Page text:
With the rise of 3D printing in the healthcare sector, there are ongoing discussions about the U.S. Food and Drug Administration’s regulation strategy concerning 3D printed devices. MedicalExpo talked with Matthew Di Prima, Head of the Additive Manufacturing Working Group at the FDA’s Center for Radiological Devices and Health.
MedicalExpo e-magazine: How does the FDA control the quality of 3D printed devices?
Matthew Di Prima: Devices constructed using 3D printing technology are subject to the same regulatory review standards as devices constructed using traditional manufacturing practices.
However, 3D printing techniques have different technical considerations than standard manufacturing. Furthermore, traditional manufacturing settings have design controls and systems, such as for complaint handling, that 3D printing settings may not have. That is why devices manufactured using 3D printing technology may need additional or different testing than what is normally performed for products that are manufactured using traditional (subtractive) techniques. As 3D printing technology develops, FDA may provide further clarity on quality control issues such as material qualifications and sterility.
Devices manufactured using 3D printing technology may need additional or different testing than what is normally performed.
Regarding 3D printing materials, materials used in formulating or constructing medical products are evaluated for safety or effectiveness within the context of overall safety and effectiveness of the medical product for its intended use. Note that FDA does not clear or approve materials for medical devices and/or products, it clears or approves finalized medical devices and/or products.
Software used in conjunction with 3D printing is regulated through the same pathways as other medical device software. The specific pathway will depend on the intended use and risk level.
ME e-magazine: 3D printing often relates to personalized medicine. How does it impact the FDA certification process?
Matthew Di Prima: Patient-matched devices (a form of personalized medicine) or devices made from a common design and adjusted to more closely fit a patient’s anatomy or physiology, are currently regulated through FDA’s existing regulatory pathways. The device manufacturer must still show the devices meet the safety and effectiveness criteria as required by the type and class of that device.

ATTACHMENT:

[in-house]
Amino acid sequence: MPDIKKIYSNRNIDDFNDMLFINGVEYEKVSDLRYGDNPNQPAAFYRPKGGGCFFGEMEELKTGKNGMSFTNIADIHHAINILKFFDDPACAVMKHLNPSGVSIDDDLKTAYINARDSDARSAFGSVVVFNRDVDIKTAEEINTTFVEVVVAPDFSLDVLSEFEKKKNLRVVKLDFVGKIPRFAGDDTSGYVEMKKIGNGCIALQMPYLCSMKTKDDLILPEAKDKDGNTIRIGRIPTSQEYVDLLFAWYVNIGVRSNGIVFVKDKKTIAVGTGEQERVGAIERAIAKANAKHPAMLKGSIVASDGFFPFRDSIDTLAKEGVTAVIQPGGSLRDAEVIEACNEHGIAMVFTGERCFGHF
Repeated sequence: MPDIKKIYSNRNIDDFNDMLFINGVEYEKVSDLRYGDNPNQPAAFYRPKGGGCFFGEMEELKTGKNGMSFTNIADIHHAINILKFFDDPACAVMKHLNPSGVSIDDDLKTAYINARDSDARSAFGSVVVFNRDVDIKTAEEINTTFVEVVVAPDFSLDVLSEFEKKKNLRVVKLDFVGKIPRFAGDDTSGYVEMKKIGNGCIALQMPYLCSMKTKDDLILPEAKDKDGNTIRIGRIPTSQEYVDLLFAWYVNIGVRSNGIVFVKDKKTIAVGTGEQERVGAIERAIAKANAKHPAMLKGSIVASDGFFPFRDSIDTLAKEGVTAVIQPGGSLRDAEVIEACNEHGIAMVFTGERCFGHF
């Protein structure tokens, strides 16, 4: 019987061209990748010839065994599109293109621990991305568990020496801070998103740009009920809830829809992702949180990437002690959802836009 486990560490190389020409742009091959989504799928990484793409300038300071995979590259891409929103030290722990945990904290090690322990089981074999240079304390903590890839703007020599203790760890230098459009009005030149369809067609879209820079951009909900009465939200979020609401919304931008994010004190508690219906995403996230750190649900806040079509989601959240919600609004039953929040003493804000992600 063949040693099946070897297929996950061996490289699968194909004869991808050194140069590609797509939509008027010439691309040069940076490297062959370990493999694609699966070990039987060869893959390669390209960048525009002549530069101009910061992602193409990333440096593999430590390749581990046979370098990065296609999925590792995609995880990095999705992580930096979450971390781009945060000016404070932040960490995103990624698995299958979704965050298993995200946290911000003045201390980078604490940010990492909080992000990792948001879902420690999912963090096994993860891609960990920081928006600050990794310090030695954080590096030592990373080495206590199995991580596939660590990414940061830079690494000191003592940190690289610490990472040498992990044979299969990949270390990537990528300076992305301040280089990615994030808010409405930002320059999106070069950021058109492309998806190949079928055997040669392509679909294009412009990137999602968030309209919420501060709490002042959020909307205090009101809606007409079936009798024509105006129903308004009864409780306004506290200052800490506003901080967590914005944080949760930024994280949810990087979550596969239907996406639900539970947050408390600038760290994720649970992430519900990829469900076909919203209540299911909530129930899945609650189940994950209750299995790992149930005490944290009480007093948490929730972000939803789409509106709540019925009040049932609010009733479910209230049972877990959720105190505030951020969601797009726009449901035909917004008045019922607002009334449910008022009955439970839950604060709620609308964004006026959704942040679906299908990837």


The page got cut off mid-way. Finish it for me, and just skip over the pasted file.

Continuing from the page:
ME e-magazine: How do you deal with medical manufacturing facility equipped with 3D printers?
FDA is considering regulatory options for individuals who would like to print medical devices at home.
Matthew Di Prima: 3D printers to fabricate medical devices are generally considered to be manufacturing equipment subject to Good Manufacturing Practice/Quality System regulations but are not considered to be medical devices themselves.
The objects that are fabricated by these printers are considered to be medical devices if they are intended for use as specified in the Act (FFDCA) or are labeled or promoted for such use.
FDA is also currently considering regulatory options for individuals who would like to print medical devices at home or other user sites and anticipates providing information in the near future.
ME e-magazine: 3D printing opens new challenges in terms of biocompatibility, sterility and cleaning. How should these challenges be handled?
Matthew Di Prima: Biocompatibility, sterility, and cleaning are concerns with all medical devices. The FDA held a workshop in October of 2014 on 3D printing in which these concerns were discussed with industry and academia.
Additionally, the FDA is conducting research to better understand how these challenges vary for different 3D printing technologies and is working to develop a draft technical guide to assist industry in addressing these concerns. The device manufacturer must show that their product has no safety or effectiveness issues regarding biocompatibility, sterility and cleaning.